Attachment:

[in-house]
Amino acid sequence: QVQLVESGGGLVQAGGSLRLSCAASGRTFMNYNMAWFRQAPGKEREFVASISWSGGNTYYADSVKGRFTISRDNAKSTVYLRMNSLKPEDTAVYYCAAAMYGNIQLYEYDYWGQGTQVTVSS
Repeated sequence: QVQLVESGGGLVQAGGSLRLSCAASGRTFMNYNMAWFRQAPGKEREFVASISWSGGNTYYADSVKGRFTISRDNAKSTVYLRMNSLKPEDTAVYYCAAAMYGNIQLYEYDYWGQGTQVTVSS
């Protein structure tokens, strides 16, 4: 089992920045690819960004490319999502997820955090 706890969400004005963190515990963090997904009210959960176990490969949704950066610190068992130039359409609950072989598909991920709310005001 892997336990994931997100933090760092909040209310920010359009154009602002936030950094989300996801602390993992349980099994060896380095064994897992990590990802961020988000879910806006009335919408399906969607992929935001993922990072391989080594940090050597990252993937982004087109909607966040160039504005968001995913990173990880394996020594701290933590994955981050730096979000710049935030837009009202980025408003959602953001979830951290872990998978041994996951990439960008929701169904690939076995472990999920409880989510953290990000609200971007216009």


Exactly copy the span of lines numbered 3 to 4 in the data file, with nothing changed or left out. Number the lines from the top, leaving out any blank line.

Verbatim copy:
Repeated sequence: QVQLVESGGGLVQAGGSLRLSCAASGRTFMNYNMAWFRQAPGKEREFVASISWSGGNTYYADSVKGRFTISRDNAKSTVYLRMNSLKPEDTAVYYCAAAMYGNIQLYEYDYWGQGTQVTVSS
């Protein structure tokens, strides 16, 4: 089992920045690819960004490319999502997820955090 706890969400004005963190515990963090997904009210959960176990490969949704950066610190068992130039359409609950072989598909991920709310005001 892997336990994931997100933090760092909040209310920010359009154009602002936030950094989300996801602390993992349980099994060896380095064994897992990590990802961020988000879910806006009335919408399906969607992929935001993922990072391989080594940090050597990252993937982004087109909607966040160039504005968001995913990173990880394996020594701290933590994955981050730096979000710049935030837009009202980025408003959602953001979830951290872990998978041994996951990439960008929701169904690939076995472990999920409880989510953290990000609200971007216009």